Sacred Streets: Skid Row as an Art Source | KCET
Sacred Streets: Skid Row as an Art Source
Downtown Los Angeles has always had a conflicted personality. The border -- a statement of economic value dividing urgent nomadic residency -- has shifted. In many ways it makes Skid Row even more concentrated than a decade ago, when at night it extended out to Pershing Square.
Artists have often used Skid Row as source material, using the theme that the status of its residents doesn't change; they are easily forgotten.
"Sacred Streets" seeks to remind us of them in a temporary outdoor installation that features twelve portraits of the homeless, as created by artist Jason Leith, "It's all about bringing beauty and dignity to Skid Row through art," said the artist in a video introduction on Kickstarter. "Sacred Streets" made its debut during the May 2013 Downtown Art Walk.
While arrangements for a one-night shuttle from a local parking lot were made for opening night, walking to it from Gallery Row is a planned commitment, which "Writing on the Wall" contributor Helen Ly offered to do. She made her way through Skid Row, an environment that can be intimidating for someone new to area, said Ly, who has been a downtown resident for just over five years. While walking to the installation creates a prelude for the people living in Skid Row, it's also a way for someone who doesn't look like they are a part of the neighborhood to be the observed. "I was being watched," said Ly.
Arriving during the opening minutes of the installation's 6 p.m. start, the materials that were once discarded, then collected and used for the portraits, were still being hung up inside the reclaimed structure that houses the exhibition.
Portraits become ghosts on reclaimed materials, as seen in the photos by Ly, making the sculptures an abstraction of people embedded, even trapped, within the street environs. Both deconstructed lives and abandoned materials that call Skid Row home are a vital storyline for the artist. "The discarded items become part of a person's identity," observed Ly.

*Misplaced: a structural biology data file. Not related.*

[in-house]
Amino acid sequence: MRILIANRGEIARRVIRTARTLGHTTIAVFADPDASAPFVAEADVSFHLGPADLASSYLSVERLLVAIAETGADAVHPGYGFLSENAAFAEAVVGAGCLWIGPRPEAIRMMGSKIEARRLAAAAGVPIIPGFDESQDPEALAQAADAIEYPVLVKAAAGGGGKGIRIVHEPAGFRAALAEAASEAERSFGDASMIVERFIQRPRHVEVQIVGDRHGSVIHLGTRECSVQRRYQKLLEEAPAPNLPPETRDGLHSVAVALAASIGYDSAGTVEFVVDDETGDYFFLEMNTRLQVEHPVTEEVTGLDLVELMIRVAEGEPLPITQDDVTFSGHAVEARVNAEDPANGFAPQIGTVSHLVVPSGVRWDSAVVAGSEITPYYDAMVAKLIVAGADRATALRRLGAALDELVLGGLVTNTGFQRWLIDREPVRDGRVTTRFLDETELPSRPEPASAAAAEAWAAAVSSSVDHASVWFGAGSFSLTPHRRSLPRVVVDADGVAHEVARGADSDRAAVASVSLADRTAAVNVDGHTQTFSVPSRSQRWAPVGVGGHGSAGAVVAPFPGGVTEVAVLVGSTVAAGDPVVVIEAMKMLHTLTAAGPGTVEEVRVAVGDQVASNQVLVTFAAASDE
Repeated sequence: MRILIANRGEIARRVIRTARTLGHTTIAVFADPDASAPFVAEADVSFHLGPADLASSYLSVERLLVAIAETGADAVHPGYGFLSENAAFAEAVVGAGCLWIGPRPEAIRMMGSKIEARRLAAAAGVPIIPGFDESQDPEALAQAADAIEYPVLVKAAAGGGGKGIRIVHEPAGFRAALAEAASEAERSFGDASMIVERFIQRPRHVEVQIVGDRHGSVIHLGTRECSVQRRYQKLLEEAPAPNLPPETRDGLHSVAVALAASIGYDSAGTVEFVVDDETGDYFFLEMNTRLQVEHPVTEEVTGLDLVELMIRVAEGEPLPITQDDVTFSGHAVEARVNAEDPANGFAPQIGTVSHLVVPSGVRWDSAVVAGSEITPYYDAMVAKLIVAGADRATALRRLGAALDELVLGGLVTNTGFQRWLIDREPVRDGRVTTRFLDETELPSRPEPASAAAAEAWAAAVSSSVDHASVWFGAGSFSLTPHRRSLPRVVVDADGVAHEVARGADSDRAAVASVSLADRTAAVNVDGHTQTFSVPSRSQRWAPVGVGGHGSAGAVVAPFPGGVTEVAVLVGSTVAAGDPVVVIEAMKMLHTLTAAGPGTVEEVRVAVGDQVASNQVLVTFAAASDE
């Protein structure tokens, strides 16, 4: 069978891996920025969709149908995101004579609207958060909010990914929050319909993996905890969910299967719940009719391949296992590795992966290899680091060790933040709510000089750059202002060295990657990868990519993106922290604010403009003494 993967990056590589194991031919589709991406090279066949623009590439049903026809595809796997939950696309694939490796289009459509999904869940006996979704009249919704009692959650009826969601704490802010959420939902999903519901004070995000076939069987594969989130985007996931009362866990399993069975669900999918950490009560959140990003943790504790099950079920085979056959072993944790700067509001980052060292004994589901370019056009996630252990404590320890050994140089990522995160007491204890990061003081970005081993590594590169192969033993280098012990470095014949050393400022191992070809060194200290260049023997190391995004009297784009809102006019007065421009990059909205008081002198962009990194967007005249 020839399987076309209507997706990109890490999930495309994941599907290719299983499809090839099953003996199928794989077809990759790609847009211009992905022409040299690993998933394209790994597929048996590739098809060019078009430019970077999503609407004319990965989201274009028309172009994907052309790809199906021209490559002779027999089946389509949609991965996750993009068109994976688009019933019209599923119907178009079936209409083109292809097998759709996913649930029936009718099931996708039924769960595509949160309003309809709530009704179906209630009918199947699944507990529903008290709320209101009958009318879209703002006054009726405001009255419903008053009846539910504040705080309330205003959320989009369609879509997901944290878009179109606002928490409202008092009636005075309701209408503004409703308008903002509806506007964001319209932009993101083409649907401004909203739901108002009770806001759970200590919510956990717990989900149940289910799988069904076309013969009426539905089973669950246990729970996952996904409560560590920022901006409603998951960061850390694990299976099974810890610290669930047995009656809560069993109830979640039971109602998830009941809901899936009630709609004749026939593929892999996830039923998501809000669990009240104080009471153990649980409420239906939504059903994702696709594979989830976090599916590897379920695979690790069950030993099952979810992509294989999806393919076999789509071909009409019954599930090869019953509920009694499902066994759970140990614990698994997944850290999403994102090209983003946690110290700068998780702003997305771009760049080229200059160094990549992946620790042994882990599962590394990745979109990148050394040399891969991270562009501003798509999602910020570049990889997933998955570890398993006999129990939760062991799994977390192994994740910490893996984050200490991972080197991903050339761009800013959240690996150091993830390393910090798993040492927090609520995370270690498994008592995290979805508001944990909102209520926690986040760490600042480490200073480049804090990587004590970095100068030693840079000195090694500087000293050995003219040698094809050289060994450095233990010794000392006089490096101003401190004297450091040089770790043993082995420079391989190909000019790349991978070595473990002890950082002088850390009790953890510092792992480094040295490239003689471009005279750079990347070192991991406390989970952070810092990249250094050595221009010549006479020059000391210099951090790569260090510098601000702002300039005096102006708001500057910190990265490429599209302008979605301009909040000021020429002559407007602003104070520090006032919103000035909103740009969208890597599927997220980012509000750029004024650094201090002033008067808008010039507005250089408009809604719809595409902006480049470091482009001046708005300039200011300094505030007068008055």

In "Saul," a man's portrait is encased inside an abandoned suitcase with accompanying text describing the man. It is also a document. Every time Leith met Saul, he would be dragging two large suitcases with him. As with many in Skid Row, a suitcase holds all the possessions a person values, and as iconic an image as a shopping cart re-purposed as mobile storage. Now the suitcase has more resonance with tourists and guests pulling their belongings in the nearby Historic Core -- a symbol of walking tourism.
With the words "Revelation to St. John, 95 AD" carved into a step, spirituality carries religious undertones at the entry way to the installation. "I felt the exhibition permeated a much grander message that all religions could relate to," notes Ly. "That is all things, including discarded objects, have a purpose and place."
"Sacred Streets" is the latest way in which an artist has contributed works to remind people of Skid Row, which has longer history than any of the downtown Districts. And before the city's core became known for its development and nightlife -- now added with the revitalizing directive of Bringing Back Broadway, parklets on Spring Street, and the plans for a streetcar system in downtown -- murals and public art offered similar messages as seen in "Sacred Streets." That includes SPARC's "What I See Can Be Me" at Fifth and Crocker, next to "A Rain Drop Falls From My Lips," a 1993 mural by Yreina Cervantez.
RETNA's collaboration with Estevan Oriol and The Jonah Project at Sixth and Crocker was also a powerful reminder of the people of Skid Row. A recent piece by RISK, also themed as a Skid Row art project, was designed to bring attention to a spirit of hope. What is telling is that those works, and others, are sometimes just called "Skid Row Mural," preceded by the artists name. That makes those works a resident, not a temporary visitor.
Much can be written about that difference. Works that hope to be permanent, versus a temporary installation, can be a symbol of long- versus short-term healing. But for now the message between the two forms is simple and shared. People who live in Skid Row, and the art that responds to them, exist.
Jason Leith's "Sacred Streets" runs through May 14, 2013. 528 San Julian Street.